When the ham comes out of the cure, you’ll rinse and dry it with some clean paper towels and hang it up to start drying. Weigh the ham and note the date in your logs. This weight will be your starting weight. We’re watching for 30% weight loss before we stucco the face of the ham.
For 2-3 weeks, I moved the ham between my during chamber and wine cellar trying to dry it, but not too fast. It’s nice and flat now from being weighted during the cure. The ham is dried from a few days of open air and it’s starting to firm up… but it has a long way to go.
Because I’m a novice, I got a little ahead of myself and ended up stucco’ing the ham before the proper weight loss. It was stucco’d for about a week or two when I un-stucco’d it to let it dry out the full 30%. It took another month and a half before it had the proper weight loss before stucco’ing it again.
Now the skin has indication of fine white mold, and there’s clear signs of dehydration, including some cracking along the meat and fat lines. This is normal.
Washing and drying
By the time the ham lost 30% of its weight, it was molded up quite a bit on the surface. I had moved it between my chamber and cellar a few more times just based on feel.
I had to clean it off real good before stucco’ing it. For this, I use a dedicated, clean nylon stiff bristle scrub brush. In the sink, I ran lukewarm water and used the brush to scrub the face clean again. Once clean, it was hung back up to dry.
You don’t want to stucco the ham while it’s wet from washing. In my case, I washed it, hung it up for another week or so, and waited until the surface looked and felt dry.
Of course, all the while, I’m hoping that the right amount of cure made it inside the ham since there’s no other way to tell from here.
While the appearance is quite ugly, it’s also kind of beautiful… if you know what I mean.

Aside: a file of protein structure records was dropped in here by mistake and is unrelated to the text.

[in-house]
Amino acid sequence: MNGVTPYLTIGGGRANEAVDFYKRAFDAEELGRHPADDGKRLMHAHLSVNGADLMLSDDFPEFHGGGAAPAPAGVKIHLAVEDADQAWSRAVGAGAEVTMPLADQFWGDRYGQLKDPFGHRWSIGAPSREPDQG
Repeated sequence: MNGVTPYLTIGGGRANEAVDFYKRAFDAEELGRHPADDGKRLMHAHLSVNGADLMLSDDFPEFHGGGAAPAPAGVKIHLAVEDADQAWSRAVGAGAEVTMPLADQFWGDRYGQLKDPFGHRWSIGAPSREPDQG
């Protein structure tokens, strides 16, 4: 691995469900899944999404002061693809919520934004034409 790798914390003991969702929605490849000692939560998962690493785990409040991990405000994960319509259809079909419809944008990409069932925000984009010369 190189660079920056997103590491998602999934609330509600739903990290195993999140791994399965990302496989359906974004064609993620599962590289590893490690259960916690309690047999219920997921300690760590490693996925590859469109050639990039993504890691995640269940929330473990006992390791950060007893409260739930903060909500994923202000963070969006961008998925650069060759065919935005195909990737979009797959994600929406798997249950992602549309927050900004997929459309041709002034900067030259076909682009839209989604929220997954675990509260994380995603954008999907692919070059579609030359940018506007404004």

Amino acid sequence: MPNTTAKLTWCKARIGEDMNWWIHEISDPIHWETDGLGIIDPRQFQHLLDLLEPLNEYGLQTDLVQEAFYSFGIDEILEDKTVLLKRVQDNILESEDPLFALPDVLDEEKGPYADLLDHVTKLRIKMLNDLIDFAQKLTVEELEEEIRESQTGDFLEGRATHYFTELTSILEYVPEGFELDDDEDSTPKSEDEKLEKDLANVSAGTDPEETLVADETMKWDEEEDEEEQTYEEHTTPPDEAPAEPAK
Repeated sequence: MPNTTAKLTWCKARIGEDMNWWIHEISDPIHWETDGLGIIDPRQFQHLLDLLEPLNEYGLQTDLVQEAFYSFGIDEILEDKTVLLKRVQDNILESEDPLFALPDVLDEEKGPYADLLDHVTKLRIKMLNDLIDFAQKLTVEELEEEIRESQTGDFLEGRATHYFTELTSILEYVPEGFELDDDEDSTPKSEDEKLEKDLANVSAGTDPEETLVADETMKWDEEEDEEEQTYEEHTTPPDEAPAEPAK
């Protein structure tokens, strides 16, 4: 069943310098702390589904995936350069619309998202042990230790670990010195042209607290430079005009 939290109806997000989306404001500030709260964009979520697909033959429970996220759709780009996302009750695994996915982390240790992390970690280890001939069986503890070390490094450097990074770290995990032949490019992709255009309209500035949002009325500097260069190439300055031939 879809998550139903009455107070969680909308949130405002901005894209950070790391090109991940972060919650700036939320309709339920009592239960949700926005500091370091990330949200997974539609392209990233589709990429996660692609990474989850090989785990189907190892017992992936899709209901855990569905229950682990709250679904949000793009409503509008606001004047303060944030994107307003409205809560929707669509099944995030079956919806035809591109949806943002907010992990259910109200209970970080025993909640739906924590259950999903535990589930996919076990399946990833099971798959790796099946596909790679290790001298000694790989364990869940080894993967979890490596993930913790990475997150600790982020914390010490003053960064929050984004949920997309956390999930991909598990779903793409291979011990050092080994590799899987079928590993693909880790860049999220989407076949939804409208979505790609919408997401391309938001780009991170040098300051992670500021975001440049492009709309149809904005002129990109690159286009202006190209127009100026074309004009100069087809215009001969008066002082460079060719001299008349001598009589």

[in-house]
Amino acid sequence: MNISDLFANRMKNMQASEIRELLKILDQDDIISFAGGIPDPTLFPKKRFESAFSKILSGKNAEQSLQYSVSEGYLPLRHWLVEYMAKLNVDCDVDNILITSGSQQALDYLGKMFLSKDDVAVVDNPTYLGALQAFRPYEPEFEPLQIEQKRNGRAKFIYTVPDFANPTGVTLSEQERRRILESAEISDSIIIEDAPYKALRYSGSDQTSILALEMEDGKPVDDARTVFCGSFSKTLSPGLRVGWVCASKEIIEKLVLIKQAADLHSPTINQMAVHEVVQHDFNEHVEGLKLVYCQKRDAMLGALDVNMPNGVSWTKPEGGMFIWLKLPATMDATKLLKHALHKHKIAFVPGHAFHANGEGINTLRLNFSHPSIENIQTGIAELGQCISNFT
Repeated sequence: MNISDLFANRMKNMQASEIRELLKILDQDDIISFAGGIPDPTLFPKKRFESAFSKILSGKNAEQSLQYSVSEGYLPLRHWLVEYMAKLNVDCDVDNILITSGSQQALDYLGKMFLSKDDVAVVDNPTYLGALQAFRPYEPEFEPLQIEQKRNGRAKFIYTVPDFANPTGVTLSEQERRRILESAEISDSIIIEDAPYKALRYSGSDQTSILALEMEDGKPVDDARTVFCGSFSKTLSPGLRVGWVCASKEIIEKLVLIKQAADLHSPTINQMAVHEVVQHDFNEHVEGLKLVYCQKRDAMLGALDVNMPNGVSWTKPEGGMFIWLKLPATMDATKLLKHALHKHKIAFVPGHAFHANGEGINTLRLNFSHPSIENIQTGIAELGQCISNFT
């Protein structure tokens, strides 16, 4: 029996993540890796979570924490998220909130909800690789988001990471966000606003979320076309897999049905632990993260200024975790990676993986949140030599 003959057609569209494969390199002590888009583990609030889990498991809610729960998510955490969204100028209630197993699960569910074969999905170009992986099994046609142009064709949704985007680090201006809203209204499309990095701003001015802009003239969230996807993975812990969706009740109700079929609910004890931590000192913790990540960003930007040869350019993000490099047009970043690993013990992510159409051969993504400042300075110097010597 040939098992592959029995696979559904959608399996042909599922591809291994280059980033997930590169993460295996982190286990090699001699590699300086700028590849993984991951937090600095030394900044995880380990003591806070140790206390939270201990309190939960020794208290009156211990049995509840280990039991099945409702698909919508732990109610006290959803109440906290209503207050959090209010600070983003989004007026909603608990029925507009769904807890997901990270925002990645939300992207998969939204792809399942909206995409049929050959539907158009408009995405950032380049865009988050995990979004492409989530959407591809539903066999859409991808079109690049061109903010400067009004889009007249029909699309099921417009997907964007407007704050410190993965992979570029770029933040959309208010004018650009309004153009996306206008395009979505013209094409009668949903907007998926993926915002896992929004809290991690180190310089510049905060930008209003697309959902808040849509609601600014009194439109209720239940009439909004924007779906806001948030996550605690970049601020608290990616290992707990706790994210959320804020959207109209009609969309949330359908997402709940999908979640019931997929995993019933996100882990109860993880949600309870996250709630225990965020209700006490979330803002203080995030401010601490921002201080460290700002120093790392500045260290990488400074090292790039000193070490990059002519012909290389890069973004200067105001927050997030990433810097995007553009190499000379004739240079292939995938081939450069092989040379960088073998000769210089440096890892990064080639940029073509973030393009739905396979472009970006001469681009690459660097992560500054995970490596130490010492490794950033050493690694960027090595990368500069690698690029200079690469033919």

Stucco the ham
I render my own lard from leaf fat I get from the pigs. It’s an easy crock-pot thing you can do during a day you are milling around the house.
The lard, pepper and rice flour and mix together to make your stucco. To make the stucco, use a 50/50% lard rice flour mixture. Add some black pepper to help keep flies at bay. We do this so that the meat on the ham does not dry out so much that it penetrates deep into the ham. The face of the ham will be trimmed off when it’s time, but we want that to be a minimal amount.
After a week or so hanging with the stucco on it, I moved the ham into my drying chamber. Here it’s 80% RH, and that may be a little too high. Hence the reason I tend to move it from the dryer back to the wine cellar. I really go by feel. The feel of the skin, and how it compresses when I squeeze the thickness of the ham.
Mold was starting on the stucco. I plan to leave it go for a while since I see mold on most of the prosciutti’s I see aging. I suspect if it gets too bad, we could clean it off and re-lard, but for now, I’ll let it be.
I have procured a osso di cavallo that will be learning how to use. It’s a horse bone… specifically the shin splint from a horse. Traditionally, it is used to puncture the ham through the lard and pull out the aromas that are happening within. This of course is a learned art, and I am on the beginning of it. I have the bone, but have yet to shave and polish it to the proper finish to begin using. Check out the pics. After 15 months of drying, see the sliced result below.